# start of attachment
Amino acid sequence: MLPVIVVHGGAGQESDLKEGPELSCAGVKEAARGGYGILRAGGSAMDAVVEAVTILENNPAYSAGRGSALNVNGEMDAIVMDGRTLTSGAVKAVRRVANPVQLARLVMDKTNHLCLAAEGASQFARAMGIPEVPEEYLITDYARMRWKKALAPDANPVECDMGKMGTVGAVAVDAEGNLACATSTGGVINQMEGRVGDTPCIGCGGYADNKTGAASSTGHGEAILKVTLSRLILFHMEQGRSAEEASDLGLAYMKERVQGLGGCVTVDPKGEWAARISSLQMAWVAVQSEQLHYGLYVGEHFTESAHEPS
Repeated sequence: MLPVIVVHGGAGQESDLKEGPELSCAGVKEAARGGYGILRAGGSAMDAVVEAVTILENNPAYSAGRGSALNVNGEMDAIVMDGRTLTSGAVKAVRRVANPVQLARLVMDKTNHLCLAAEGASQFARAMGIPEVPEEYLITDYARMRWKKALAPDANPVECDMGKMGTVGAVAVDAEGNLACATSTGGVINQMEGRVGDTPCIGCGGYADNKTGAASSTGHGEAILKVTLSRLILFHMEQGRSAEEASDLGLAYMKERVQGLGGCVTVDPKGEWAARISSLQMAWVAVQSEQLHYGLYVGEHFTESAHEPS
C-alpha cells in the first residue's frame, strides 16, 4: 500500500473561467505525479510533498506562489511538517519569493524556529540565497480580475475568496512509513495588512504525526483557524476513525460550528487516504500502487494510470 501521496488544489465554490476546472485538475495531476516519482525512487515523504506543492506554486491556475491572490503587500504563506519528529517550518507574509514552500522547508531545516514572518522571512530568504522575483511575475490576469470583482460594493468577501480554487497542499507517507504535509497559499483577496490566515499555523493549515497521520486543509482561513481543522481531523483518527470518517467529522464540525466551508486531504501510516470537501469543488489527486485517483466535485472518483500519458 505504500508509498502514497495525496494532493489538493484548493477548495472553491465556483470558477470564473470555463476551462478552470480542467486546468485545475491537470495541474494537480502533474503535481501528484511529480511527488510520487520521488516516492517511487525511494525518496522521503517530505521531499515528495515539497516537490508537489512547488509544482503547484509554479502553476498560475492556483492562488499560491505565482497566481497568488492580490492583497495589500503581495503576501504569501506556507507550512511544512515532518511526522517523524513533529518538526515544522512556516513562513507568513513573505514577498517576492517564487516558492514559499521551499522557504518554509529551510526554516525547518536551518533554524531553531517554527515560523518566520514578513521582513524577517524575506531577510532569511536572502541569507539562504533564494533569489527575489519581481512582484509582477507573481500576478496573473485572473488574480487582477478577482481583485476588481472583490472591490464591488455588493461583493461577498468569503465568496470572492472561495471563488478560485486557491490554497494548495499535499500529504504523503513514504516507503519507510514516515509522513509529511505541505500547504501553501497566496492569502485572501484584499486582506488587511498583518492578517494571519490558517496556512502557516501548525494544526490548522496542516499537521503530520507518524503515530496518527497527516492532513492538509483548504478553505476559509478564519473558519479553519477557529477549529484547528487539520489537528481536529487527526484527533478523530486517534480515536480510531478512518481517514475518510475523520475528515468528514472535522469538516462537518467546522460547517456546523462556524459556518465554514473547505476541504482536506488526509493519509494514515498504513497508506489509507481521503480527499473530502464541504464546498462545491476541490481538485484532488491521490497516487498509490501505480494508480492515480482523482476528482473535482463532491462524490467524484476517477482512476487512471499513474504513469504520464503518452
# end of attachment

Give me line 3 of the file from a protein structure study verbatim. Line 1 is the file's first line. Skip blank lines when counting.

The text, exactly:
C-alpha cells in the first residue's frame, strides 16, 4: 500500500473561467505525479510533498506562489511538517519569493524556529540565497480580475475568496512509513495588512504525526483557524476513525460550528487516504500502487494510470 501521496488544489465554490476546472485538475495531476516519482525512487515523504506543492506554486491556475491572490503587500504563506519528529517550518507574509514552500522547508531545516514572518522571512530568504522575483511575475490576469470583482460594493468577501480554487497542499507517507504535509497559499483577496490566515499555523493549515497521520486543509482561513481543522481531523483518527470518517467529522464540525466551508486531504501510516470537501469543488489527486485517483466535485472518483500519458 505504500508509498502514497495525496494532493489538493484548493477548495472553491465556483470558477470564473470555463476551462478552470480542467486546468485545475491537470495541474494537480502533474503535481501528484511529480511527488510520487520521488516516492517511487525511494525518496522521503517530505521531499515528495515539497516537490508537489512547488509544482503547484509554479502553476498560475492556483492562488499560491505565482497566481497568488492580490492583497495589500503581495503576501504569501506556507507550512511544512515532518511526522517523524513533529518538526515544522512556516513562513507568513513573505514577498517576492517564487516558492514559499521551499522557504518554509529551510526554516525547518536551518533554524531553531517554527515560523518566520514578513521582513524577517524575506531577510532569511536572502541569507539562504533564494533569489527575489519581481512582484509582477507573481500576478496573473485572473488574480487582477478577482481583485476588481472583490472591490464591488455588493461583493461577498468569503465568496470572492472561495471563488478560485486557491490554497494548495499535499500529504504523503513514504516507503519507510514516515509522513509529511505541505500547504501553501497566496492569502485572501484584499486582506488587511498583518492578517494571519490558517496556512502557516501548525494544526490548522496542516499537521503530520507518524503515530496518527497527516492532513492538509483548504478553505476559509478564519473558519479553519477557529477549529484547528487539520489537528481536529487527526484527533478523530486517534480515536480510531478512518481517514475518510475523520475528515468528514472535522469538516462537518467546522460547517456546523462556524459556518465554514473547505476541504482536506488526509493519509494514515498504513497508506489509507481521503480527499473530502464541504464546498462545491476541490481538485484532488491521490497516487498509490501505480494508480492515480482523482476528482473535482463532491462524490467524484476517477482512476487512471499513474504513469504520464503518452